One week before Shirley Chisholm’s 91st birthday, President Barack Obama presented a posthumous award — the Presidential Medal of Freedom, the nation’s highest civilian award in her honor.
“There are people in our country’s history who don’t look left or right, they just look straight ahead. Shirley Chisholm was one of those people,” President Obama said at the Nov. 24 White House ceremony.
Born Shirley Anita St. Hill on Nov. 30, 1924 she died Jan. 1, 2005 and is revered as a trailblazer, politician, educator, and author.
To Brooklyn voters and particularly residents of Bedford-Stuyvesant, Chisholm remains one of the borough’s most iconic politicians having been first to represent its residents when in 1968 she became the first Black woman elected to the Congress.
She represented the 12th Congressional District for seven terms from 1969 to 1983.
In 1972, she became the first major-party Black candidate for president of the United States, and the first woman ever to run for the Democratic presidential nomination.
“When Shirley was assigned to the House Agricultural Committee despite the fact that her district was from New York City, she said, ‘apparently all they know here in Washington about Brooklyn is that a tree grew there.’ But she made the most of her new role, helping to create the supplemental nutrition program that feeds new mothers and their children. Shirley Chisholm’s example transcends her life, and when asked how she’d like to be remembered, she had an answer. ‘I’d like them to say that Shirley Chisholm had guts.’ And I’m proud to say it: Shirley Chisholm had guts.”
Perhaps the congresswoman described herself best when she told NPR’s Tavis Smiley, in 2003: “I was very outspoken, very articulate, and I wouldn’t take any guff from anybody.”
Also named for the prestigious high honor were 16 distinguished citizens.
Among them: singers Emilio and Gloria Estefan, actress / singer Barbara Streisand, playwright Stephen Sondheim, film director Stephen Spielberg, baseball coach Yogi Berra, baseball legend Willie Mays and musician James Taylor. A female NASA mathematician, a Native American and violinist Itzhak Perlman were also hailed during the ceremony.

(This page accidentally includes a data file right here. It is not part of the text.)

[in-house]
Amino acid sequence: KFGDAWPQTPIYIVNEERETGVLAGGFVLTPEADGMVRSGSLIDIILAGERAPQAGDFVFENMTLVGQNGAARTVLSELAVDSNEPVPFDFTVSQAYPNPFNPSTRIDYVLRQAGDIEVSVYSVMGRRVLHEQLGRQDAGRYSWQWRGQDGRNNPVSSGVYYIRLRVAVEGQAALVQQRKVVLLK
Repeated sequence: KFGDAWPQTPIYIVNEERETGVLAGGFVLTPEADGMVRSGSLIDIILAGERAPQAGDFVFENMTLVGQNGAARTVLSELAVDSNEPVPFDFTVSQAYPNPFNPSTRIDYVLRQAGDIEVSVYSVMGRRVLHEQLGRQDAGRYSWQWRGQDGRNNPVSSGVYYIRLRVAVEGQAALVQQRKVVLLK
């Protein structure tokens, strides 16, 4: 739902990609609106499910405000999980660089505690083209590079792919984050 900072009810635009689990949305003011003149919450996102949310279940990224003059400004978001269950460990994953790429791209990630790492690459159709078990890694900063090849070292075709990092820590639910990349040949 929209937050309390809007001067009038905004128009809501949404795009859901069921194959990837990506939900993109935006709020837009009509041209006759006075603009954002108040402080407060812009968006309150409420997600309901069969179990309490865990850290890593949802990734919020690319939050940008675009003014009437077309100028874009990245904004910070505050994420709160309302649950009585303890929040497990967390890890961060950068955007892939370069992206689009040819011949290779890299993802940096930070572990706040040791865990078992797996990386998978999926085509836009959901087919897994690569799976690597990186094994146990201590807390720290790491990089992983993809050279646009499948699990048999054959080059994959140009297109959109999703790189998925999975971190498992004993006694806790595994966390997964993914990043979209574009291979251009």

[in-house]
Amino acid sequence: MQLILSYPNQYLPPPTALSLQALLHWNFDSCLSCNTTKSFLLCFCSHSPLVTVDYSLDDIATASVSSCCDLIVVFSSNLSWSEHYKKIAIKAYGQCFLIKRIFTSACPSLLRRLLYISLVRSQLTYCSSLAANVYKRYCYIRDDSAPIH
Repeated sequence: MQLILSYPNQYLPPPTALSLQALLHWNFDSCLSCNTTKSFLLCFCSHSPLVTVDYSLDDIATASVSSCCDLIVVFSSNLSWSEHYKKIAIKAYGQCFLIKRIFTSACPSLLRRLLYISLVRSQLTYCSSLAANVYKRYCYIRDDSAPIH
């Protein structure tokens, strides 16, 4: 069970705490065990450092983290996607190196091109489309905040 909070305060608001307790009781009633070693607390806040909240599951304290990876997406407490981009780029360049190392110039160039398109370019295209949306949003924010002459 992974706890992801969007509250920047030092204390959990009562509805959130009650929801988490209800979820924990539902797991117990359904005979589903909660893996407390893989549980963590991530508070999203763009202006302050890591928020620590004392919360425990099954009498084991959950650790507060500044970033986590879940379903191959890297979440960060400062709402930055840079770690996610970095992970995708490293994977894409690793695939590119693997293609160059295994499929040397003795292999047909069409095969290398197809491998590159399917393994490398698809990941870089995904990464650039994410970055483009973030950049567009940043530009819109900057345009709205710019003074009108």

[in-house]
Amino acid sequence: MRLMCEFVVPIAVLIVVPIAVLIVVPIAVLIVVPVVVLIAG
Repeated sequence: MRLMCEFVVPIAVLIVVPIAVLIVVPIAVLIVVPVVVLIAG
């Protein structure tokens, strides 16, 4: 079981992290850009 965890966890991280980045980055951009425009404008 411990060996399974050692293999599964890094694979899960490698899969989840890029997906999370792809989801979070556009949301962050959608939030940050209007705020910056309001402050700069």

“What a great blessing to be in a nation where individuals as diverse, from as wildly different backgrounds, can help to shape our dreams, how we live together, help define justice, and freedom and love,” President Obama said.
“They represent what’s best in us, and we are very, very proud to be able to celebrate them here today.”
California Congresswoman Barbara Lee had plenty to say about the Bedford-Stuyvesant icon she volunteered to campaign for when the feisty and ambitious Democrat made a bid for the White House.
The Oakland, California representative said it was her mentor, Chisholm who first told her she would serve in Congress. Then a mere college student at Mills, Chisholm made her announcement that she intended to run as the “Unbought & Unbossed” Democrat.
According to Lee, that association spawned a 33-year friendship and one that compelled her to participate in the 1972 Miami convention. She was one of Chisholm’s delegates and proudly declared that despite losing the party’s nomination, Chisholm took 10 percent of the votes cast.